The state must stop dragging its feet on the issue of assisted reproduction, as it had been doing for too long, the House Social Affairs Committee was told on Monday.
In a discussion with the theme Assisted Procreation - Morality and Law, Rev. Prof. Emmanuel Agius, the dean of the Faculty of Theology and lecturer of philosophical ethics and moral theology at the University of Malta, and a member of the European Group of Ethics, declared that it should be "an honour" to be accused of not going along with all modern reproductive technologies.
Since as yet it had no law on the protection of the embryo, Malta should immediately ratify the Council of Europe's Oviedo Declaration because that made it clear that the human embryo should never be used for the whims of science. The Church opted to give maximum protection to human life.
Rev. Prof. Agius was making the presentation to update the House Social Affairs Committee on the Church's document on human dignity last December to follow up on the instruction Donum Vitae of 1987, with special regard to new threats to human life.
Before the meeting adjourned, committee chairman Edwin Vassallo asked him to eventually revert to the committee with a comparison between the recommendations made by the previous committee, chaired by Clyde Puli, and the Church's latest pronunciation.
Rev. Prof. Agius said the previous committee had made some positive recommendations and suggestions, even though various members had had diverging thoughts on a number of aspects.
Opposition spokesman on social security Michael Farrugia suggested that the committee avail itself of something that was written and take it from there. On cohabitation, the particular problem in Malta was that there was no divorce that allowed one to take a second opportunity in marriage. This essentially led to people who would like to remarry but had to make do with semi-marriage. The country needed direction as soon as possible.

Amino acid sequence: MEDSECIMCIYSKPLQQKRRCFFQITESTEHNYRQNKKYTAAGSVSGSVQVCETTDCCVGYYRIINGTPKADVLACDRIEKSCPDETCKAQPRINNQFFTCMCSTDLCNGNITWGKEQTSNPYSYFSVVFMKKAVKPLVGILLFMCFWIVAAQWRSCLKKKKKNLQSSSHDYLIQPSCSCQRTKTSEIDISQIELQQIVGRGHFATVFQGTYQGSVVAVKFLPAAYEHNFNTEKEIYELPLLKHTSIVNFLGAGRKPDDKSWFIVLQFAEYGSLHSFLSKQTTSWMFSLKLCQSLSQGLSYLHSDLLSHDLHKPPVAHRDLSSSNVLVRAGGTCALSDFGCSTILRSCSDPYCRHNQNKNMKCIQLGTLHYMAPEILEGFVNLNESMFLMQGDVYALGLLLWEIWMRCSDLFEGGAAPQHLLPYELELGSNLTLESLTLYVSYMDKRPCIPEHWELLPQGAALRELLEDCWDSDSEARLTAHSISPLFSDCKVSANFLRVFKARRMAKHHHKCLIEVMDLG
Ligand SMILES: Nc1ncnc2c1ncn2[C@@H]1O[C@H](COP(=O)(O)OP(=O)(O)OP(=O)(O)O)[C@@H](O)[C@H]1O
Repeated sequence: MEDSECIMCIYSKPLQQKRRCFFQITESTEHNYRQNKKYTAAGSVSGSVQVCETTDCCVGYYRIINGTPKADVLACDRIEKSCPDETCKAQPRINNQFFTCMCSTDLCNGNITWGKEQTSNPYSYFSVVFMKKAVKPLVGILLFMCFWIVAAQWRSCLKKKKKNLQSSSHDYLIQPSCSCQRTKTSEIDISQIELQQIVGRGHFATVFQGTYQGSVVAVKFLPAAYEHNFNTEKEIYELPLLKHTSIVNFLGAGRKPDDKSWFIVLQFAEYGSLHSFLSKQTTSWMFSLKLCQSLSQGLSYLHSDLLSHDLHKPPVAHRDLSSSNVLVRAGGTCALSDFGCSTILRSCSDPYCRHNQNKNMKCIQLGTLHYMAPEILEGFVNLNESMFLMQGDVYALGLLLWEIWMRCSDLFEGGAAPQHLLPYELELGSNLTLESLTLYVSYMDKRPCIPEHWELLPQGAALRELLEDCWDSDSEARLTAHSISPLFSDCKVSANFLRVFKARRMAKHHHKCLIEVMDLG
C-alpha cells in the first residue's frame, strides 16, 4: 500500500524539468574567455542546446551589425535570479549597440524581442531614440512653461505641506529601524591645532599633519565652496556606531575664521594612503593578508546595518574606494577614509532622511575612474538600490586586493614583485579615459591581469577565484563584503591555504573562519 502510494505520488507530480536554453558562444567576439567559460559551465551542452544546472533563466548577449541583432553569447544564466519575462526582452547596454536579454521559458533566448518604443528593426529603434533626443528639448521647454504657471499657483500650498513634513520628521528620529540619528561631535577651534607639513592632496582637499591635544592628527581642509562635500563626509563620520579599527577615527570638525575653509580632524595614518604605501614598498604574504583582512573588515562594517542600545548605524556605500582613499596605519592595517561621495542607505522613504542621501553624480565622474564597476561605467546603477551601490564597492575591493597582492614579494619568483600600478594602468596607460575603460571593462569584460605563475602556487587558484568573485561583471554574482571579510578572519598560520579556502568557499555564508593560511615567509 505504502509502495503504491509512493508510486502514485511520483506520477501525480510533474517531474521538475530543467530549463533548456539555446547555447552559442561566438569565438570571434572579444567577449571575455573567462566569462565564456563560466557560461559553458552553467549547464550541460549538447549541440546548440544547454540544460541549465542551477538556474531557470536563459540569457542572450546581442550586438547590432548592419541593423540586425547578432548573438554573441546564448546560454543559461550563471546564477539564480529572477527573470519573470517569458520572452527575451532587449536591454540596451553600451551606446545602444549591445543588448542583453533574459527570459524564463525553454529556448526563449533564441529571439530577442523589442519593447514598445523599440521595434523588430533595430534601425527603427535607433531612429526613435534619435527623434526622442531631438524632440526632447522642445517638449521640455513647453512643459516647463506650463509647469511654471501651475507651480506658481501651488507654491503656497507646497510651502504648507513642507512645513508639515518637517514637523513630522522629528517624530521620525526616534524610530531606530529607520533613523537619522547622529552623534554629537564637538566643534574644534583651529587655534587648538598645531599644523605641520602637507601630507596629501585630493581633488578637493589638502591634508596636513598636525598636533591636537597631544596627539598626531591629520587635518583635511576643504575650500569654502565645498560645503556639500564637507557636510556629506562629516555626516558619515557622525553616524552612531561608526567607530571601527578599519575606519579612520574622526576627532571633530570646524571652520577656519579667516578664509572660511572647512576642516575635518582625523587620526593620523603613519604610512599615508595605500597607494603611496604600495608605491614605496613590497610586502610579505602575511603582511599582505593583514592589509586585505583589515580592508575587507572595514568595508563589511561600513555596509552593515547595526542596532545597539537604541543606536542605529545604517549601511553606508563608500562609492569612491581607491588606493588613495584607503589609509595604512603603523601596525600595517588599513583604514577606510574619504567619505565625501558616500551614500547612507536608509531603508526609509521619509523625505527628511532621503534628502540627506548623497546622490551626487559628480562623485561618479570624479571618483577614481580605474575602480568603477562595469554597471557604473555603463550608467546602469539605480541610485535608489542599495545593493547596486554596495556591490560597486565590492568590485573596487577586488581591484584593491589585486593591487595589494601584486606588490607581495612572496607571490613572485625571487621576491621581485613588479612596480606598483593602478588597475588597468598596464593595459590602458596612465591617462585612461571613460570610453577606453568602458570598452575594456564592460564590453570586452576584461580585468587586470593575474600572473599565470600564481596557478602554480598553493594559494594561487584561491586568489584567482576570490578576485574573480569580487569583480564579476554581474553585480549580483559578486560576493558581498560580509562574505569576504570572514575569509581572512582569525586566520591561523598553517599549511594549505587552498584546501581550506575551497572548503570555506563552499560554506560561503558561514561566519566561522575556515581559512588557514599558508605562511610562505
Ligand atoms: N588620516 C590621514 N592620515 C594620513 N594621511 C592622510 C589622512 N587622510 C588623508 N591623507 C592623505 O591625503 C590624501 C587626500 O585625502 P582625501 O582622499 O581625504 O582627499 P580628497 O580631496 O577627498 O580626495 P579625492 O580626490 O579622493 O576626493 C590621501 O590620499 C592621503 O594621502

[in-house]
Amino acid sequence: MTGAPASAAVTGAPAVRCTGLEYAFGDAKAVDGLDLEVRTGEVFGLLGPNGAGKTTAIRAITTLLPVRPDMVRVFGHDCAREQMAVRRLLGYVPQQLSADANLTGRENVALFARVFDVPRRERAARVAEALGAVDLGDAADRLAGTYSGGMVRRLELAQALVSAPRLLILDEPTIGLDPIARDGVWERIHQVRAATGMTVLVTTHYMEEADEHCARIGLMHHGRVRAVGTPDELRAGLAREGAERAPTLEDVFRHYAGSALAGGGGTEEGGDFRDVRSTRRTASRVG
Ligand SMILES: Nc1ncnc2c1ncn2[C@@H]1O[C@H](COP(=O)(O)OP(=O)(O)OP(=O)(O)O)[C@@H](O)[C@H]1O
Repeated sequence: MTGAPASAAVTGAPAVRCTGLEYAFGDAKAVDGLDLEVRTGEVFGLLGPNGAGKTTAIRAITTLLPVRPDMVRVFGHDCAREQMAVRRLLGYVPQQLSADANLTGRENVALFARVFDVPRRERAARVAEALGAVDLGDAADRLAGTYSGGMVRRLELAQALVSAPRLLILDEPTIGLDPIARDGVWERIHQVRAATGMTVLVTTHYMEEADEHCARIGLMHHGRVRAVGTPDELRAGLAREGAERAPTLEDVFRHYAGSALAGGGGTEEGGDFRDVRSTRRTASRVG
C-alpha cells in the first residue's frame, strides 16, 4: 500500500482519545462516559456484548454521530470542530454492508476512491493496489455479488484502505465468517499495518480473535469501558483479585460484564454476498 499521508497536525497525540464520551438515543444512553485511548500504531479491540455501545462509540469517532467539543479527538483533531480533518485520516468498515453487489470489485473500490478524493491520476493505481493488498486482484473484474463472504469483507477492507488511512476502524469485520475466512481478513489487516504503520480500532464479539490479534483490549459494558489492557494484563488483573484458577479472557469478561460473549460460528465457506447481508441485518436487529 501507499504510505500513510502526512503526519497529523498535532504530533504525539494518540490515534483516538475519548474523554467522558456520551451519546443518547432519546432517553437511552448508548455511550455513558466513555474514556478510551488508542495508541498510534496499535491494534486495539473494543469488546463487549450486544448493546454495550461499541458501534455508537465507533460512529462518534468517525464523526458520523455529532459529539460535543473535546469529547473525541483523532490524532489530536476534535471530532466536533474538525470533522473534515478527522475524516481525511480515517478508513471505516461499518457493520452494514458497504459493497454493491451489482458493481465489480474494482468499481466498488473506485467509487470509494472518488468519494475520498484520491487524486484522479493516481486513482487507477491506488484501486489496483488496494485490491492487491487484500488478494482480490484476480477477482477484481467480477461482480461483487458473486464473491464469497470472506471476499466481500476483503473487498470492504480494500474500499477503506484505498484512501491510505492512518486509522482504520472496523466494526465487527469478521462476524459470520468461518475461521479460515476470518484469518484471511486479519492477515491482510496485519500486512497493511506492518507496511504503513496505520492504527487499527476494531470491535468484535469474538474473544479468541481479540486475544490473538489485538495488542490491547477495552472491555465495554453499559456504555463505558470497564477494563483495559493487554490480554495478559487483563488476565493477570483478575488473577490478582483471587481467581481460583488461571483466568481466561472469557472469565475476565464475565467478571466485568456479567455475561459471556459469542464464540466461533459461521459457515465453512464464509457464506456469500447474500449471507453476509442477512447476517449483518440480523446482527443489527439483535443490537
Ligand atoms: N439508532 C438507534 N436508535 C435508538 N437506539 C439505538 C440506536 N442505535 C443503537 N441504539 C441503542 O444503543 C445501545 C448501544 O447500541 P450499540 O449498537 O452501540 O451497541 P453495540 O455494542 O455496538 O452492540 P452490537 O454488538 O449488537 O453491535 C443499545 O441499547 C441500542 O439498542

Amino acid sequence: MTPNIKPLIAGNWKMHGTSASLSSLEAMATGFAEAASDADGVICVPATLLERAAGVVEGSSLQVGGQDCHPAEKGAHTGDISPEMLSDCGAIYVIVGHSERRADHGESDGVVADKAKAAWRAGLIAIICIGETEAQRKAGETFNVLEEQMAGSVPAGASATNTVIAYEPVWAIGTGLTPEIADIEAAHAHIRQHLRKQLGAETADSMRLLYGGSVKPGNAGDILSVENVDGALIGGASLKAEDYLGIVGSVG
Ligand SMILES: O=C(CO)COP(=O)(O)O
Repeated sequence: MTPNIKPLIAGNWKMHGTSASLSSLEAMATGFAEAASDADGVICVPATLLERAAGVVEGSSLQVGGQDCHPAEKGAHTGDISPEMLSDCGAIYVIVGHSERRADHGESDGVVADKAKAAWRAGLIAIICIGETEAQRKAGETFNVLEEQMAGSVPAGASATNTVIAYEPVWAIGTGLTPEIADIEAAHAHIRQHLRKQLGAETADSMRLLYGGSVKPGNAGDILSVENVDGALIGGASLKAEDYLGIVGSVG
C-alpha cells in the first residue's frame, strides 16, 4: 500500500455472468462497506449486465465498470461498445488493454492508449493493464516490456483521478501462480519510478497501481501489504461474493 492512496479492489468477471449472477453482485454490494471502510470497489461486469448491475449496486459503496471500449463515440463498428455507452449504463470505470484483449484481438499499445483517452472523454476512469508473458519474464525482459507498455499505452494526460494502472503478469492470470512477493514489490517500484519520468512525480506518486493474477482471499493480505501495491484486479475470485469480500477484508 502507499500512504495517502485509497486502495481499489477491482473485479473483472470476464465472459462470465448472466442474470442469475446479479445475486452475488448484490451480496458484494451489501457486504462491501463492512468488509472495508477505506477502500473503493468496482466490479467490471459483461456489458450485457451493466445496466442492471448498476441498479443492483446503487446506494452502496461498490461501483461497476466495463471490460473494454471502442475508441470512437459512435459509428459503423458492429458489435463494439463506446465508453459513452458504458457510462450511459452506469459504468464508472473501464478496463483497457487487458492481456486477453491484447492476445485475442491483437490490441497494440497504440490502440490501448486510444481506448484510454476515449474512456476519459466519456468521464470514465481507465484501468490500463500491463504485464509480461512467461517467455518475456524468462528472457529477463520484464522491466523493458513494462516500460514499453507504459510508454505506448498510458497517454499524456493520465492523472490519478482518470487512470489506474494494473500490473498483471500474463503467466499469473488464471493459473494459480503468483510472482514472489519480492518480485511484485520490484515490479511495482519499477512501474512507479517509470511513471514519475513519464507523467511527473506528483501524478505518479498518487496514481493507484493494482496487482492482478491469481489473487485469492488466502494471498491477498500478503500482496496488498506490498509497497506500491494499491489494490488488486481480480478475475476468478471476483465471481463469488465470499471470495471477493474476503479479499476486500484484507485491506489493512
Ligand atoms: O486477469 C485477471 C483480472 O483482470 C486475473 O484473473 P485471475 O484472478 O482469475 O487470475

After almost three years, the House still had only a set of recommendations, not enough to go on. He suggested that Rev. Prof. Agius should be allowed to go back over the previous committee's recommendations and revert thereon. The committee should then have time to discuss the situation internally and make its updated recommendations. If Rev. Prof. Agius found he could agree with the previous committee's recommendations, or part of them, that could be considered as real progress.
Nationalist MP Michael Gonzi was under the impression that a member of the Church had said that it was permissible to freeze an embryo. Rev. Prof. Agius categorically said this was a mistake.
Dr Gonzi said the usage of multiple embryos was done also as a measure of protection to the woman who would have gone through IVF, which in itself presented limited guarantees of success. He too did not accept the killing off of an embryo, but what about letting it die?
Rev. Prof. Agius said the mother's health was always an important consideration. Even if the minimum number of embryos was used to prevent the mother's hyper-stimulation, this had still resulted in a large number of embryos not being utilised. Man's primary intention in IVF was to kill the embryos that remained unutilised, and this could never be acceptable. Human life was a fundamental right in any religion.
Dr Farrugia observed that this would be the legislator's major dilemma.
Rev. Prof. Agius said Malta seemed to have lost all sense of direction in the discussion of the issue. At least it should use standard terminology.
On cohabitation, Dr Gonzi asked Rev. Prof. Agius if he thought that some form of legislation on cohabiting couples would lead to less break-ups of such relationships. This would also regulate the offspring of those relationships. Rev. Prof. Agius countered that the law already considered such offspring as not illegitimate. The law would not recognise the relationship, but at least it would ensure that each partner would be given the due amount of dignity.